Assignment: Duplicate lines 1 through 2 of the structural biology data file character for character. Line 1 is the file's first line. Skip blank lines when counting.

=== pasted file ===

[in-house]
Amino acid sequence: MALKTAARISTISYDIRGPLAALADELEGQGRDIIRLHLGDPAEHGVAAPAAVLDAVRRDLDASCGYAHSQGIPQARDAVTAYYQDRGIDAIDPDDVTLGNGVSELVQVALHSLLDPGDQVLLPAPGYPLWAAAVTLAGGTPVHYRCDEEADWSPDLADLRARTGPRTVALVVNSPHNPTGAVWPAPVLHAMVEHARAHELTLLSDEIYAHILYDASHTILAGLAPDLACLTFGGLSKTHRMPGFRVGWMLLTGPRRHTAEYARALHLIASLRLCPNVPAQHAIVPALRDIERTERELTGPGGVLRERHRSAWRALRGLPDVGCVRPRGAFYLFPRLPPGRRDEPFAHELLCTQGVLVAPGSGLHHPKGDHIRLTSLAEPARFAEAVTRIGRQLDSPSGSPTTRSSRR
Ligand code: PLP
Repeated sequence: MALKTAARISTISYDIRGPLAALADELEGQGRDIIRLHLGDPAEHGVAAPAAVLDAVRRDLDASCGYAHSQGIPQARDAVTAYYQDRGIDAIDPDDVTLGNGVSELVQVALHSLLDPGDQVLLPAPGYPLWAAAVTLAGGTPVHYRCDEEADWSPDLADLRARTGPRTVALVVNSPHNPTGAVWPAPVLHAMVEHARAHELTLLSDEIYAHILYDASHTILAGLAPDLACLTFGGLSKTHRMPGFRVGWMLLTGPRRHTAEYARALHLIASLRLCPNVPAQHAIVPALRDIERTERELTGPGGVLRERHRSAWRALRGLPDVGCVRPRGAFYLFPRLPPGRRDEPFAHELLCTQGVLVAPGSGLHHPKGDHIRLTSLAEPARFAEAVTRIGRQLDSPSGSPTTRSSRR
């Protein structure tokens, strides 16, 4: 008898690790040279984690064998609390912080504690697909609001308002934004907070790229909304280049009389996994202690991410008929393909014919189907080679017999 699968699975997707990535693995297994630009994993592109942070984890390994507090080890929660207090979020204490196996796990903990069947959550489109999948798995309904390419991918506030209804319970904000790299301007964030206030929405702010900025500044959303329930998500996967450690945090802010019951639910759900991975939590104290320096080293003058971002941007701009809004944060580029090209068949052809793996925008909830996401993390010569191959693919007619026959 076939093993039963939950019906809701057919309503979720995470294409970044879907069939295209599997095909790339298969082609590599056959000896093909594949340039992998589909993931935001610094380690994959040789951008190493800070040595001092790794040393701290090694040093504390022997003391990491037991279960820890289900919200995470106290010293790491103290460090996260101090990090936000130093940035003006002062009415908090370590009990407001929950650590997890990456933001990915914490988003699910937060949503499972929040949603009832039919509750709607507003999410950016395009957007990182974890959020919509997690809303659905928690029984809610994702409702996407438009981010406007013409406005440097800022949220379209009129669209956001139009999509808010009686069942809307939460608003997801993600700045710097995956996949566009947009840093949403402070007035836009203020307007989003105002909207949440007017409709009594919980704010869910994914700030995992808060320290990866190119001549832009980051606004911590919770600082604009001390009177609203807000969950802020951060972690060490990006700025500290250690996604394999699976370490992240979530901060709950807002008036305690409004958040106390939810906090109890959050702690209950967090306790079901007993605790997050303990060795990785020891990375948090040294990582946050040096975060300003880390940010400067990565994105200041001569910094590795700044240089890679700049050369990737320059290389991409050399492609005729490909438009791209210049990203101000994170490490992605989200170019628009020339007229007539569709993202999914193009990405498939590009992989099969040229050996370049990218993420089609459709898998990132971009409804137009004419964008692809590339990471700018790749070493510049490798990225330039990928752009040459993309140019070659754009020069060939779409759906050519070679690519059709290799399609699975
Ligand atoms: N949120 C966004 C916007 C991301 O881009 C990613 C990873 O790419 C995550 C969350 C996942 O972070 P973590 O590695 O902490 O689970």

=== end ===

[in-house]
Amino acid sequence: MALKTAARISTISYDIRGPLAALADELEGQGRDIIRLHLGDPAEHGVAAPAAVLDAVRRDLDASCGYAHSQGIPQARDAVTAYYQDRGIDAIDPDDVTLGNGVSELVQVALHSLLDPGDQVLLPAPGYPLWAAAVTLAGGTPVHYRCDEEADWSPDLADLRARTGPRTVALVVNSPHNPTGAVWPAPVLHAMVEHARAHELTLLSDEIYAHILYDASHTILAGLAPDLACLTFGGLSKTHRMPGFRVGWMLLTGPRRHTAEYARALHLIASLRLCPNVPAQHAIVPALRDIERTERELTGPGGVLRERHRSAWRALRGLPDVGCVRPRGAFYLFPRLPPGRRDEPFAHELLCTQGVLVAPGSGLHHPKGDHIRLTSLAEPARFAEAVTRIGRQLDSPSGSPTTRSSRR